California’s new privacy rules, the California Consumer Privacy Act (CCPA), took effect early this year. The CCPA is the state’s effort to protect the privacy of California residents by setting ground rules for collection and use of their “personal information.” These rules have caused quite a lot of confusion, however. High on the “confusing” list: information covered by other privacy-related laws such as HIPAA and Gramm-Leach-Bliley Act (GLBA).
The CCPA is very clear that information covered by such other privacy laws is exempt from CCPA requirements. This is a welcome exception, presumably enacted in order to avoid increasing the burden on companies that must comply with other privacy laws.
Unfortunately, the exception only applies squarely to the limited sets of information specifically defined in those laws (such as “personal health information” for HIPAA). The exception does not apply to any other “personal information” that might be covered by the CCPA’s extremely broad definition.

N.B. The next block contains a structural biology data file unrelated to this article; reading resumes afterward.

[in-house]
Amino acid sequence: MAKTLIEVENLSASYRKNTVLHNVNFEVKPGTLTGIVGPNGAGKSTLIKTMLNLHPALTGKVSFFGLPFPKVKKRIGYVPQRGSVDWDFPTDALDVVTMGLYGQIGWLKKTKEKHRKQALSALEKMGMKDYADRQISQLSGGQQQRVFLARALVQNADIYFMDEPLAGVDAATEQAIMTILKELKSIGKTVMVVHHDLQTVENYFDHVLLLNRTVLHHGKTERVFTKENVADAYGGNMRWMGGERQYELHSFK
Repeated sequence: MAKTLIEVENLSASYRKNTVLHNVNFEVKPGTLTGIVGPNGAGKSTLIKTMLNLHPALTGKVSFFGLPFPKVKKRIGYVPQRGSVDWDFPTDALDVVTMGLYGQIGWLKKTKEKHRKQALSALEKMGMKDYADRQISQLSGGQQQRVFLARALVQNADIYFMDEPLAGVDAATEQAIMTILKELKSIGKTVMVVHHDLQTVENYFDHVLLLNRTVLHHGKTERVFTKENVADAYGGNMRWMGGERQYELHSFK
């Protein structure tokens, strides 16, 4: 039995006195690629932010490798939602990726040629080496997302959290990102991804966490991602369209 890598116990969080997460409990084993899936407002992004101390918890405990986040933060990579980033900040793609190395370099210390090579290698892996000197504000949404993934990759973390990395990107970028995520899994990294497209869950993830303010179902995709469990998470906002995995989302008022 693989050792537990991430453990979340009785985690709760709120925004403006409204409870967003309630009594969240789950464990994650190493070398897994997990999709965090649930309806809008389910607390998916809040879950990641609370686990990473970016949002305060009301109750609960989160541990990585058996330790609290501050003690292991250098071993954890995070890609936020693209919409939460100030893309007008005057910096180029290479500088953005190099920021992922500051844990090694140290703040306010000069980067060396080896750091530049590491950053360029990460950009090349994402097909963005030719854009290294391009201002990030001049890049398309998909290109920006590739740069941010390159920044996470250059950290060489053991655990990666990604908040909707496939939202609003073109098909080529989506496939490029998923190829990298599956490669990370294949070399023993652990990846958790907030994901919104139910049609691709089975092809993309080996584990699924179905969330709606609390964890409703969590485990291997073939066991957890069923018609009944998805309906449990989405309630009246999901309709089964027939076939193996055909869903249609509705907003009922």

Thus, for example, a health care entity covered by HIPAA might find itself having to comply with both laws: the HIPAA requirements regarding health data, and also with the CCPA requirements covering any non-health-related “personal information,” such as credit card, Social Security number, email address, and so forth. The same is true of any company covered by an existing privacy regime and now subject to the CCPA.
In order to understand your compliance requirements, it is critical that you know what data you capture about California residents and what you do with it. Because the rights and obligations may be very different under your existing privacy rules and CCPA, you should talk about that data with qualified privacy counsel.
For most businesses, the bottom line is this: be careful when relying on any of the CCPA’s exceptions for existing privacy law. They are not as broad as they seem.